2. Specialty peace officers whose powers are limited to the enforcement of motor vehicle laws and rules.

Subsections B and C specify that regular peace officers must meet certain requirements including training. Redflex and ATS employees are most assuredly NOT regular peace officers.

Are Redflex and ATS employees specialty peace officers then? Most certainly, No! #2 specifies that peace officer powers are limited to the enforcement of motor vehicle laws and rules. But Redflex and ATS do not perform any law or rule enforcement! They merely take pictures, collect data, and then turn that information over to the DPS or a police officer to turn into a citation. Redflex and ATS cannot issue citations! Therefor, they are not enforcing any laws.  They are no different than celebrity paparazzi except they turn their photos into law enforcement rather than a tabloid!

Clearly, unless there is some other exemption that Redflex falls under, I do not see any reason for Redflex or ATS to be exempt from PI licensing requirements. DPS cannot determine who needs to be licensed and who doesn’t need to be licensed – that is determined by statute.  The exemption statute is long and specific. I do not see how or why ATS and Redflex should not be included in the exemption statute if they were intended to be exempt from the requirement.

If nothing else, for all of those who have received photo radar tickets, I believe that it would be a valid defense that the ticket should be dismissed because the evidence was obtained illegally.

What does this mean if I am correct? I believe that all tickets issued using evidence that was collected illegally should be thrown out. I believe that all current Redflex and ATS employees whose jobs are to perform the duties of private investigation shall be cited with the misdemeanor offenses that such a violation carries.

I am not an expert on law, so if any of you see an error in my logic or a law that I may have missed, please let me know.



  1. Frank Rizzo
    Posted February 2, 2009 at 9:33 am | Permalink

    Oh sweet Jesus do I love you guys. Get those scamera’s out of AZ and get big bro off our backs!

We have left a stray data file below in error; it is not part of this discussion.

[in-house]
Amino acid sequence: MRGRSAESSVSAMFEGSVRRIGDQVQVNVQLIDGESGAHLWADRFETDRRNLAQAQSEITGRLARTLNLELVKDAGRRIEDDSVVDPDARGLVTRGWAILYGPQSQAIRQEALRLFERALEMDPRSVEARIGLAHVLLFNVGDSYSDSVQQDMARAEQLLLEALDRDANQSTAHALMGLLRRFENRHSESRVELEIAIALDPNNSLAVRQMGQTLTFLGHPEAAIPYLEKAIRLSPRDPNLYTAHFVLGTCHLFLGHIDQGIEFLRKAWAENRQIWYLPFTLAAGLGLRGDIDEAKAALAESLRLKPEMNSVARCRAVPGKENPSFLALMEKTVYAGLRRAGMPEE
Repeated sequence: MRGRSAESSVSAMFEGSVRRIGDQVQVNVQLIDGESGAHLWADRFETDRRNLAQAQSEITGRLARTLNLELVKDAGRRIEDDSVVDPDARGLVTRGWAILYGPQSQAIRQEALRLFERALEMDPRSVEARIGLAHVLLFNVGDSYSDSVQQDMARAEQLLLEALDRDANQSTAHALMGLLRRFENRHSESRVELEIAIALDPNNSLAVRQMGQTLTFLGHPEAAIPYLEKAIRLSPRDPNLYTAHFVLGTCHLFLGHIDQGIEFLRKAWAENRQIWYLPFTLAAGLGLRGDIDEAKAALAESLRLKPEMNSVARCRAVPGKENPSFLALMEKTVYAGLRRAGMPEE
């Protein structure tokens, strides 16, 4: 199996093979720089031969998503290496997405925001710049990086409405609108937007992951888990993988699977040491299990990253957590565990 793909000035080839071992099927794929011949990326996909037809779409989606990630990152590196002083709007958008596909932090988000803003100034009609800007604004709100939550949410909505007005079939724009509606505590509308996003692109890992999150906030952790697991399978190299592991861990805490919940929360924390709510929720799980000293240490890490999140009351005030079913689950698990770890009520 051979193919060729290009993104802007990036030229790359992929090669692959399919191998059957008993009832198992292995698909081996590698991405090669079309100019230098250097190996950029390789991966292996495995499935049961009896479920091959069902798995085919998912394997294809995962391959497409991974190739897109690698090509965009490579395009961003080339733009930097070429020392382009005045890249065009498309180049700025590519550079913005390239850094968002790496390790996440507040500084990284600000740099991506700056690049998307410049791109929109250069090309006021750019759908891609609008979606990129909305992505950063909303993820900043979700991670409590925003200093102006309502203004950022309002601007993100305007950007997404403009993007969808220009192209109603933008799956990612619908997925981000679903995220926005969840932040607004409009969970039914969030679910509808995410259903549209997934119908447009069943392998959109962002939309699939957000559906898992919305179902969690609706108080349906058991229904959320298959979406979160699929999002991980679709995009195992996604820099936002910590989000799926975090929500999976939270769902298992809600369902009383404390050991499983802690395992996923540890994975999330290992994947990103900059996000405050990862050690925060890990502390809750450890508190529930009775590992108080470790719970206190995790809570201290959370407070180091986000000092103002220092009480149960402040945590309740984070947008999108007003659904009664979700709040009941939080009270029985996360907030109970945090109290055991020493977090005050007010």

Posted February 2, 2009 at 8:31 pm | Permalink


  3. icekola
    Posted February 4, 2009 at 12:40 am | Permalink

    You are truly onto something great here! I would love to see a forced refund of every ticket ever paid! How can we make this happen?

  4. photoradarscam
    Posted February 4, 2009 at 1:19 am | Permalink

    We need more significant media exposure. I am working on an official response to my complaint from DPS before pursuing this further. There is a small chance that I’m wrong or missing something, so I want to make sure before I make this issue bigger.

  5. Fred
    Posted June 30, 2010 at 8:10 pm | Permalink

    Keep up the good work. Waiting the outcome of stationary radar vehicle in a construction zone with multiple speed limit changes. DPS must have a school for sneaky rip offs.

  6. J
    Posted July 20, 2010 at 11:33 am | Permalink

    I had court this week in Maricopa County for photo radar ticket. Redflex Representitive (Plantiff) had 2 calibration pages for 2 seperate days near my ticket saying the cameras were working properly. I asked the Redflex Representitive if the person that supposedly calabrated the cameras and tested them with radar unit is certified by the state to calabrate radar equipment. He said he did not know. I proposed to the judge that the case should be dismissed due to not knowing the level of qualification or certification of the person that did the calibration. The judge entertained the argument but since I did not know who was responsable with the state to certify a person that works with or calibrates radar he did not rule in my favor. The AZ Dept of Weights and Measures should be responsable for this but may not be. After his ruling the judge said he had not heard that argument before and it may be a valid one with proof. Hope this helps.